There have been a few times when I consulted with my older students about an answer, and we all agreed that the score key in the Teacher’s Guide was incorrect. In those cases, I have carefully crossed out the misprint and written in the correct answer.
Scoring all three girls’ math work took entirely too much effort. I purchased this curriculum to make my life simpler and less stressful, but it did not. My twins dropped LifePacs in favor of Life of Fred and Key to Algebra, which they could complete independently, scoring their own work. I focused on helping my 13-year-old succeed in the LifePacs.
At first, I was puzzled when my daughter sought out her older brother’s help to complete her math lessons. I really thought she would be able to complete the work independently. Were the problems really that hard? Did the reading not completely explain the material?
The work was not actually that difficult…after she read the lesson. However, she was skipping directly to the problems and only referring back to the reading if she could not intuitively find a solution. Much of her daily work was incorrect because she had missed reading key information. Fortunately, she learned quickly from her mistakes and always managed to understand the material in time to pass the final test.
Unfortunately, there is little review of the concepts from previous LifePacs. Each one addresses a different set of math skills which seldom overlap with previous ones. I really hope my daughter is not forgetting the concepts from earlier workbooks.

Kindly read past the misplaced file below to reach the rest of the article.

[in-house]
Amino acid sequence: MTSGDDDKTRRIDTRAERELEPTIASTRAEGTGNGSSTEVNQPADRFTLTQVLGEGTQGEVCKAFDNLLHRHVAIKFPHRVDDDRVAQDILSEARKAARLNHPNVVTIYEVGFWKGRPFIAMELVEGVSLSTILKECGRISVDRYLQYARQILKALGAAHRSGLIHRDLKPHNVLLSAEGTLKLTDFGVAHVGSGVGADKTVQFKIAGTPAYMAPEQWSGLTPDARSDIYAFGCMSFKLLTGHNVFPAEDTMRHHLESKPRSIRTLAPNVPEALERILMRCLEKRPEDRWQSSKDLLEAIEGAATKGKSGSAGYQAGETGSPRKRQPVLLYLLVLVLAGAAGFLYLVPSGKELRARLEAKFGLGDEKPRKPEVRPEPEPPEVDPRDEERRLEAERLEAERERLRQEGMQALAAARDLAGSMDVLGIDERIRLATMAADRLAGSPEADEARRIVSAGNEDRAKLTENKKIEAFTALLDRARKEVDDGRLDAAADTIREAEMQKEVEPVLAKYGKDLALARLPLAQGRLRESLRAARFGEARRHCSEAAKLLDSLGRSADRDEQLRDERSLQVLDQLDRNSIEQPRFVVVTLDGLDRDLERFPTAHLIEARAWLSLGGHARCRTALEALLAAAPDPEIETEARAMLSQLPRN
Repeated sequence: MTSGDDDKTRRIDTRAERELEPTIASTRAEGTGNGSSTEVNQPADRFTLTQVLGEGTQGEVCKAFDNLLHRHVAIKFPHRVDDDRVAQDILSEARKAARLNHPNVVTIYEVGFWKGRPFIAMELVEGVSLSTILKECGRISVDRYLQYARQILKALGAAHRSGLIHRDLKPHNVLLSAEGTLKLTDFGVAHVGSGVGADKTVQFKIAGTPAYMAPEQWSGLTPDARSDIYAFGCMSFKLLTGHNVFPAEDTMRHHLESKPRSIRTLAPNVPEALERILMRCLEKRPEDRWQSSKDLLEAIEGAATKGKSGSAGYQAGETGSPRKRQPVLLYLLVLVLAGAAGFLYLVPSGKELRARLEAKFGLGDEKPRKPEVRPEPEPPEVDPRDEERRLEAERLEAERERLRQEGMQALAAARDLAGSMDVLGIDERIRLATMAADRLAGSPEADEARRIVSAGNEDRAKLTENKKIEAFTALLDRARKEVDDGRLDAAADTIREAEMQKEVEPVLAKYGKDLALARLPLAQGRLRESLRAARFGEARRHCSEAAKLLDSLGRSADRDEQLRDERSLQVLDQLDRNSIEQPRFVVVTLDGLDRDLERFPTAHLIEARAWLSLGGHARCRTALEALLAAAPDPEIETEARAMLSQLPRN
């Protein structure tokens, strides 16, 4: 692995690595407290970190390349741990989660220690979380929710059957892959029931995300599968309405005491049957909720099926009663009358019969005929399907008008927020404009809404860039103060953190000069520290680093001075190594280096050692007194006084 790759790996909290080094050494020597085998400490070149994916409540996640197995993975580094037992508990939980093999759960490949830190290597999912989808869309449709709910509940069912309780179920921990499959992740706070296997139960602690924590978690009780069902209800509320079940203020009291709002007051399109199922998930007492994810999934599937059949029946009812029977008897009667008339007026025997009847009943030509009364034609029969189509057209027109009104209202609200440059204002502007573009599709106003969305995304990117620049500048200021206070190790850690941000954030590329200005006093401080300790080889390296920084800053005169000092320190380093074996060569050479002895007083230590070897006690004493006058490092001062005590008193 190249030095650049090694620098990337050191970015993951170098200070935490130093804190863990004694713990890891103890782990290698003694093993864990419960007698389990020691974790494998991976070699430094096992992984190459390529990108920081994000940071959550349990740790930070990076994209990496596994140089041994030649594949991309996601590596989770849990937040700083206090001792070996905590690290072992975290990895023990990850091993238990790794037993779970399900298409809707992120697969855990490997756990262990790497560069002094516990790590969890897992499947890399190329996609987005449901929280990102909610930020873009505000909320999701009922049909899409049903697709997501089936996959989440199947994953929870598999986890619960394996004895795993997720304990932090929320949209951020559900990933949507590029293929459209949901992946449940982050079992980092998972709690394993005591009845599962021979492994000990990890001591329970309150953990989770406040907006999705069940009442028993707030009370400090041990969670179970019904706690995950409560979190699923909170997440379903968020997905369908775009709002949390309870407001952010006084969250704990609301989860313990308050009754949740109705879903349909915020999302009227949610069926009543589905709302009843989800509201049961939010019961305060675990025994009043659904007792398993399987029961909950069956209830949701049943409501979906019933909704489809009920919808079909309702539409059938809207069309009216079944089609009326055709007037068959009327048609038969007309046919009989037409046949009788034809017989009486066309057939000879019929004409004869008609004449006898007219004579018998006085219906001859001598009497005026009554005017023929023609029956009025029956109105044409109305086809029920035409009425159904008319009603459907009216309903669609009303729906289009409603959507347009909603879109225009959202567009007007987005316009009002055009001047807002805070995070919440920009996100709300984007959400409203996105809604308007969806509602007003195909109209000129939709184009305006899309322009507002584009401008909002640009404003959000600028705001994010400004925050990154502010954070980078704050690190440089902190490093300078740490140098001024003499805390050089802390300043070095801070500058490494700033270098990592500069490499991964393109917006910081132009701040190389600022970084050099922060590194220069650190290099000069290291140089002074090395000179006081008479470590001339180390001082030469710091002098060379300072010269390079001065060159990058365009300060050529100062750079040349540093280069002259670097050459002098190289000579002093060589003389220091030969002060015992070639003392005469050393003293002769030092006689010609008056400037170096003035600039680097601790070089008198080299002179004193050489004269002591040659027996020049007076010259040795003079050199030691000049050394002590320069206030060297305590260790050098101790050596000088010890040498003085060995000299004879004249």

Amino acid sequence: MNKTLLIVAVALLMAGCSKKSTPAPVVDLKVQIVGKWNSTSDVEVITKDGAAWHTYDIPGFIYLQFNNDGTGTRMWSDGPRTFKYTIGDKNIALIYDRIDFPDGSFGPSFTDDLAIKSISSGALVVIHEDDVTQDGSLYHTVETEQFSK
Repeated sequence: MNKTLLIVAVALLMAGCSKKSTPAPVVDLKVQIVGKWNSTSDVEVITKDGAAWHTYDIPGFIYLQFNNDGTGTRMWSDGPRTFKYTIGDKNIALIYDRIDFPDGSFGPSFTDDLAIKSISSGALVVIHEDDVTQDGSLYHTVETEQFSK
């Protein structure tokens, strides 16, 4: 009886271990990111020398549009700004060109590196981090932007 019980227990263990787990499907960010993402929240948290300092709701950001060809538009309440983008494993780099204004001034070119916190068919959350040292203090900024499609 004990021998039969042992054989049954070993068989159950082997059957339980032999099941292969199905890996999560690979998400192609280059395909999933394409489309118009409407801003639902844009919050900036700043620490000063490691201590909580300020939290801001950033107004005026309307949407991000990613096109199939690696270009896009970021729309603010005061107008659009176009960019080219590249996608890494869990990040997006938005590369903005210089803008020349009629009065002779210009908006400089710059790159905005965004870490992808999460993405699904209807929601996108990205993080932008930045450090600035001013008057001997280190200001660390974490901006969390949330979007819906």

Over time I realized that reading a lesson and working problems independently does not fit my daughter’s learning style, especially for pre-algebra. Math is tough for my extremely social 13-year-old. She much prefers seeking out help from an older sibling rather than scouring the pages of the LifePac to get the help she needs.
She had been spending hours in her room doing her schoolwork, often not even getting to math until after dinner time. I checked on her at regular intervals throughout the day to be sure she was making progress, and she usually was. But I suspect that she spent much more time petting the cat or rearranging furniture when I was not looking.
It was time for a compromise. I allowed my daughter to continue to work independently in her room all morning, but in the afternoon I required her to sit at the kitchen table and complete the remainder of her work with me by her side. Since she usually saves math for last, I am readily available to help her.
This strategy works very well. It allows me to observe her method of studying, encourage her to talk out her solution to each problem, and direct her back to the reading when necessary. I even let her be a little silly to lighten up a tough subject. Her latest LifePac covered statistics, which came much more easily to her, and I was a little disappointed she didn’t need my help as much. I am sure that she will face more challenging material soon though!
My daughter is nearly finished with the seventh grade LifePacs, and I am wondering where to go from here. She will be starting high school level work in her other subjects. Do I chance it with the eighth grade LifePacs? Should we try ACE PACEs again? Or should we try something completely new? Let me know what you think.